Bellwork: Number Talks in High School

A quick primer on the “bellwork” concept in case you are not yet familiar. Every period I start class with a quick 15 problem/question/activity on the board as the students walk in. They get to work on it right away, without prompting from me. I have a few different types of bellwork that I use. They are meant to take a maximum of 15 minutes (leaving 60 minutes for the activity of the day). In general the students spend 10 minutes doing the activity/problem, and then we spend 5 minutes discussing it as a class and sharing our ideas and strategies.

One of the bellwork types that I have recently incorporated into the mix is called “Number Talk“. The number talk is a way to encourage students’ number sense, flexible thinking about multiple solutions, and the ability to justify or explain their thinking. I learned about this activity via an online sumer course entitled “How to Learn Math” with Stanford prof Jo Boaler. She posted some great videos that really helped me see how to implement the activity in the classroom.

Here’s how I implement the number talk in my classroom:

As they walk in to class, the following is displayed on the board:


I give them only a couple of minutes to solve (it’s not too complicated). For Number Talks, the majority of our 15 minutes of bellwork time is spent discussing the various strategies.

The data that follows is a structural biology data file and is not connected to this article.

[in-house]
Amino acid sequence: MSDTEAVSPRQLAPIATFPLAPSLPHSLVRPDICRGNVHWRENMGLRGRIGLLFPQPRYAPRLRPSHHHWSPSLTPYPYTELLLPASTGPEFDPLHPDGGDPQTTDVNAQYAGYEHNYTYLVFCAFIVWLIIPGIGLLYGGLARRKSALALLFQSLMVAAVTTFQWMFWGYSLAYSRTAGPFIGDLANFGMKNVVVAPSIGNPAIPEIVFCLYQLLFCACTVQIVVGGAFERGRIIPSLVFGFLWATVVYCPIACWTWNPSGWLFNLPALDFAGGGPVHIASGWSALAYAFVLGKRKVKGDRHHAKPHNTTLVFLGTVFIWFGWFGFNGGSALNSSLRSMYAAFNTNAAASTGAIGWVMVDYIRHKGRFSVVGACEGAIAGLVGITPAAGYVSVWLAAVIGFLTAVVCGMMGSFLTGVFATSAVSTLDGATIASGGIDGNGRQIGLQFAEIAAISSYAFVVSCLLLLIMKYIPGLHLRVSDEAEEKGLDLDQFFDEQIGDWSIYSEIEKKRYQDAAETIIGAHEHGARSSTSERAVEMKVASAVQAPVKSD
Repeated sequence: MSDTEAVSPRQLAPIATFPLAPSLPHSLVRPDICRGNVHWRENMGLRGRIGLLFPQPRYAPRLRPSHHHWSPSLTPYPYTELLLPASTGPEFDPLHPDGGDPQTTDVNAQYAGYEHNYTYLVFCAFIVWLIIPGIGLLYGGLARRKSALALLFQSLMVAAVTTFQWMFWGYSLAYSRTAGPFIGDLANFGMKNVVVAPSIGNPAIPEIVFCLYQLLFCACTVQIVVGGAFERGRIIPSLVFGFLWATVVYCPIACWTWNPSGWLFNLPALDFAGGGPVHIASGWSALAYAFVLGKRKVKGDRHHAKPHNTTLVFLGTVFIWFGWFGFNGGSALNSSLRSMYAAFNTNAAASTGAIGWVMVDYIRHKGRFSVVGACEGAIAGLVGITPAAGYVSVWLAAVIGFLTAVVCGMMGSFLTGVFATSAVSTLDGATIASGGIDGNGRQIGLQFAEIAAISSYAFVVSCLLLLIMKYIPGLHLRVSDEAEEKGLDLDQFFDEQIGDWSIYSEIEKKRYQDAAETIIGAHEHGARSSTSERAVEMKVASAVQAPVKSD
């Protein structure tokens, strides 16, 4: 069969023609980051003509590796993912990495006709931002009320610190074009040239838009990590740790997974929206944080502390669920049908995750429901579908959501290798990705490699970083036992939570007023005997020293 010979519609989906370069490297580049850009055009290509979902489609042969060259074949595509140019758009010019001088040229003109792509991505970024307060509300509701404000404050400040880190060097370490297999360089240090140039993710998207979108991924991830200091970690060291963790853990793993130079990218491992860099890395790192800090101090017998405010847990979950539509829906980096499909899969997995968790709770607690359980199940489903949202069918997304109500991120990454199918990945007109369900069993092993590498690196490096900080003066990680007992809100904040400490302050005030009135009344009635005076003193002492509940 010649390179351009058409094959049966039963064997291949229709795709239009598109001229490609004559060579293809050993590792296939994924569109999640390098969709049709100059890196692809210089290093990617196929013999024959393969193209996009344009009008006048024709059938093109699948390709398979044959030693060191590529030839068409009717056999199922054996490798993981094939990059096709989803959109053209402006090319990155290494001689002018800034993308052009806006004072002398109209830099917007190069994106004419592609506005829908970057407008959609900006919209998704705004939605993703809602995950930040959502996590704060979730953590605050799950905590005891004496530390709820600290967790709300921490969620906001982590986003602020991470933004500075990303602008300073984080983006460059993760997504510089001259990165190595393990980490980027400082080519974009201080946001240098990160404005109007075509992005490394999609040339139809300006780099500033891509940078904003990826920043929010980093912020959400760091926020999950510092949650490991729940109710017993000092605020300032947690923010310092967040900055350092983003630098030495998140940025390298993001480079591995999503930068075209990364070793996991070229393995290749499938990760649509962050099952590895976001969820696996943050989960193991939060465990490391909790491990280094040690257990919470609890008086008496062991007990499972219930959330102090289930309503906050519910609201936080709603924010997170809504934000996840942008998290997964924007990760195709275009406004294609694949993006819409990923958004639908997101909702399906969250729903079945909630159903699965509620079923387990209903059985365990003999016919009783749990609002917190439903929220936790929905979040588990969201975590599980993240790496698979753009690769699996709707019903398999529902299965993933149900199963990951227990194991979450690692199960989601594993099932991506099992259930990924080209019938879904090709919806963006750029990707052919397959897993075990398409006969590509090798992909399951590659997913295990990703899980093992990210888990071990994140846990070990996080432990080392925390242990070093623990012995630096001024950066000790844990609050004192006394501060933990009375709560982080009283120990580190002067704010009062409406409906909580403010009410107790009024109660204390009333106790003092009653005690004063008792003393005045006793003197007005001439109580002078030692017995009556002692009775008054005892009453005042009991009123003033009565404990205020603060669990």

I start by asking a student for their answer. After which, I ask them to explain their thinking. As they explain their thinking, I write what they’re telling me on the whiteboard for everyone to see. Students often struggle with explaining their thinking clearly, so I will stop & ask them questions whenever they skip a step or don’t explain something fully. I will also put a name to strategies that they are using without even knowing it (distribution, commutation, etc.). The board winds up looking like this at the end:


In our discussion I place the importance on HOW they arrived at the answer, not what the answer is (it’s pretty easy so most of them get it right). There are lots of video examples online of how to implement a number┬átalk in your classroom. Here’s one such video from a 5th grade classroom:

My hope is that my students will become more flexible, creative thinkers, that they will learn to clearly explain their thinking & reasoning, and that they will know that there is always more than one solution that will lead us to the answer.

[updated 2017.01.05] Kristin Gray came up with this great idea of Number Talk Karaoke where teachers listen to audio of student explanations for a number talk & teachers can practice scribing student answers. Then teachers can compare & discuss the techniques used to scribe. Genius! Check it out here.

– Laura Wheeler (Teacher @ Ridgemont High School, OCDSB; Ottawa, ON)